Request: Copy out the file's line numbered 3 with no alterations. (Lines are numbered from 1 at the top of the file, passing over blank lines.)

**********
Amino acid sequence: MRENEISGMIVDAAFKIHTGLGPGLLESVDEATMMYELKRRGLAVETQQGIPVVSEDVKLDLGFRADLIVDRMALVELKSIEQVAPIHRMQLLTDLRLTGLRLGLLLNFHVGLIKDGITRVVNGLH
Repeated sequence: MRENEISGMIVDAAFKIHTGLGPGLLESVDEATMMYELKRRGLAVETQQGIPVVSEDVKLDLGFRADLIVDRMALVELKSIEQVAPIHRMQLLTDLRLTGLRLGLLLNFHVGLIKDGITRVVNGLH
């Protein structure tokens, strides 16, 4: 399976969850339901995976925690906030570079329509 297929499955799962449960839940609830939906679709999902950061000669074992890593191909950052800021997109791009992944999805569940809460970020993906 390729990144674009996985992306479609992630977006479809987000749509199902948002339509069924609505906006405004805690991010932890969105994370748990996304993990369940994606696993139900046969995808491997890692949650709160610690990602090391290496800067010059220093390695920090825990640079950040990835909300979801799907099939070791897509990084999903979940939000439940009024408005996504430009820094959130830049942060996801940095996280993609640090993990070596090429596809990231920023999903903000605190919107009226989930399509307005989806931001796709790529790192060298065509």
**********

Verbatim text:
């Protein structure tokens, strides 16, 4: 399976969850339901995976925690906030570079329509 297929499955799962449960839940609830939906679709999902950061000669074992890593191909950052800021997109791009992944999805569940809460970020993906 390729990144674009996985992306479609992630977006479809987000749509199902948002339509069924609505906006405004805690991010932890969105994370748990996304993990369940994606696993139900046969995808491997890692949650709160610690990602090391290496800067010059220093390695920090825990640079950040990835909300979801799907099939070791897509990084999903979940939000439940009024408005996504430009820094959130830049942060996801940095996280993609640090993990070596090429596809990231920023999903903000605190919107009226989930399509307005989806931001796709790529790192060298065509």